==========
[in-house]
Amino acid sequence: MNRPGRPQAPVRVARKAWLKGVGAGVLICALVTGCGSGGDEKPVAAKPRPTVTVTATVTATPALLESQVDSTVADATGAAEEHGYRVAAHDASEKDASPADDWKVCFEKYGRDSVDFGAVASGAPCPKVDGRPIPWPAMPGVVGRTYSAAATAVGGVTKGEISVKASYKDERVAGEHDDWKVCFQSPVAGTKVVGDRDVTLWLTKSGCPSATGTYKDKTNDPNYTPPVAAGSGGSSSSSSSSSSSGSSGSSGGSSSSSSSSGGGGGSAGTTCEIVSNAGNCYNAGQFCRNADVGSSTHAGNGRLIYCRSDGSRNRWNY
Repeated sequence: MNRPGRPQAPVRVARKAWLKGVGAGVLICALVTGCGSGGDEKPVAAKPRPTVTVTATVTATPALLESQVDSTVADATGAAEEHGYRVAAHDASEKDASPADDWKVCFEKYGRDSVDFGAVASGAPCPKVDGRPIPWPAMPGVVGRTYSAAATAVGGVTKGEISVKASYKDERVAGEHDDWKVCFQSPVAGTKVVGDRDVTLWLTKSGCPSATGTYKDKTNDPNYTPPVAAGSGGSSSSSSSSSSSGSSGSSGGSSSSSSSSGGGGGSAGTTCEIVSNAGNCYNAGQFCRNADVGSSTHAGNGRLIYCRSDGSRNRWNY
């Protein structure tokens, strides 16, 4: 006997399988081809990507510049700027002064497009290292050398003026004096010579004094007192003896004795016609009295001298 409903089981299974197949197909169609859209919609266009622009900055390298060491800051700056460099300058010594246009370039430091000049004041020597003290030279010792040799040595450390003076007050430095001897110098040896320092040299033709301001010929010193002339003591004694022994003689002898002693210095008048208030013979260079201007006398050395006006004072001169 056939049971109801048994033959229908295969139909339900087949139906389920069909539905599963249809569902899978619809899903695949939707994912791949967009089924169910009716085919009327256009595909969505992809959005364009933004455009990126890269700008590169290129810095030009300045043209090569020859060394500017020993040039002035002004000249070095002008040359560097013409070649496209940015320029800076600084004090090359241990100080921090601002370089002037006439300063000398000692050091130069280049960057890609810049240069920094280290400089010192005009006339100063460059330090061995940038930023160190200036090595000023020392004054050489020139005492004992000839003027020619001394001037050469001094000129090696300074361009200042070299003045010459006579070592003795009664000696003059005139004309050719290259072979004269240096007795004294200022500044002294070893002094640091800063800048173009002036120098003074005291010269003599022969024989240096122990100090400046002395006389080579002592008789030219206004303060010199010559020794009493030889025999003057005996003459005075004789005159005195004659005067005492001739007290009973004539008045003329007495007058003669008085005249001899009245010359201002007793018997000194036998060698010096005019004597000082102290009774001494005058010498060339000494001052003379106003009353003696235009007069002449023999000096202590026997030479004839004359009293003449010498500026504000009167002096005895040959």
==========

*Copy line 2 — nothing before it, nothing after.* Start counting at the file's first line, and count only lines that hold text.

Amino acid sequence: MNRPGRPQAPVRVARKAWLKGVGAGVLICALVTGCGSGGDEKPVAAKPRPTVTVTATVTATPALLESQVDSTVADATGAAEEHGYRVAAHDASEKDASPADDWKVCFEKYGRDSVDFGAVASGAPCPKVDGRPIPWPAMPGVVGRTYSAAATAVGGVTKGEISVKASYKDERVAGEHDDWKVCFQSPVAGTKVVGDRDVTLWLTKSGCPSATGTYKDKTNDPNYTPPVAAGSGGSSSSSSSSSSSGSSGSSGGSSSSSSSSGGGGGSAGTTCEIVSNAGNCYNAGQFCRNADVGSSTHAGNGRLIYCRSDGSRNRWNY